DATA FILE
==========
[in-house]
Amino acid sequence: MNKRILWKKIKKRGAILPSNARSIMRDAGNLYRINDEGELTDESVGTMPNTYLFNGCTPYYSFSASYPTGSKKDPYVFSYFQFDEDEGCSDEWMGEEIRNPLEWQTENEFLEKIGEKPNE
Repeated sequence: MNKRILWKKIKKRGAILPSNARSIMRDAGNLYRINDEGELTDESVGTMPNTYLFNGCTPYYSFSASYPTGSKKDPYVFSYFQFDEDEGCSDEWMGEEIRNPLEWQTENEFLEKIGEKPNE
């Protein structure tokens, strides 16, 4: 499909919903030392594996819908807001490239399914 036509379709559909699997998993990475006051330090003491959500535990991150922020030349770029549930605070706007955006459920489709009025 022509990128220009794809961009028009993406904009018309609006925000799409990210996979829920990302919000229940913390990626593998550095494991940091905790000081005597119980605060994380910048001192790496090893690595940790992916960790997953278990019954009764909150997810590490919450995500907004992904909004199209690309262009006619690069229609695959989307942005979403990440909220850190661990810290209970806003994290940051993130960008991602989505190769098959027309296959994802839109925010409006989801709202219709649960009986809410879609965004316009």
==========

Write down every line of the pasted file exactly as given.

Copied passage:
[in-house]
Amino acid sequence: MNKRILWKKIKKRGAILPSNARSIMRDAGNLYRINDEGELTDESVGTMPNTYLFNGCTPYYSFSASYPTGSKKDPYVFSYFQFDEDEGCSDEWMGEEIRNPLEWQTENEFLEKIGEKPNE
Repeated sequence: MNKRILWKKIKKRGAILPSNARSIMRDAGNLYRINDEGELTDESVGTMPNTYLFNGCTPYYSFSASYPTGSKKDPYVFSYFQFDEDEGCSDEWMGEEIRNPLEWQTENEFLEKIGEKPNE
């Protein structure tokens, strides 16, 4: 499909919903030392594996819908807001490239399914 036509379709559909699997998993990475006051330090003491959500535990991150922020030349770029549930605070706007955006459920489709009025 022509990128220009794809961009028009993406904009018309609006925000799409990210996979829920990302919000229940913390990626593998550095494991940091905790000081005597119980605060994380910048001192790496090893690595940790992916960790997953278990019954009764909150997810590490919450995500907004992904909004199209690309262009006619690069229609695959989307942005979403990440909220850190661990810290209970806003994290940051993130960008991602989505190769098959027309296959994802839109925010409006989801709202219709649960009986809410879609965004316009």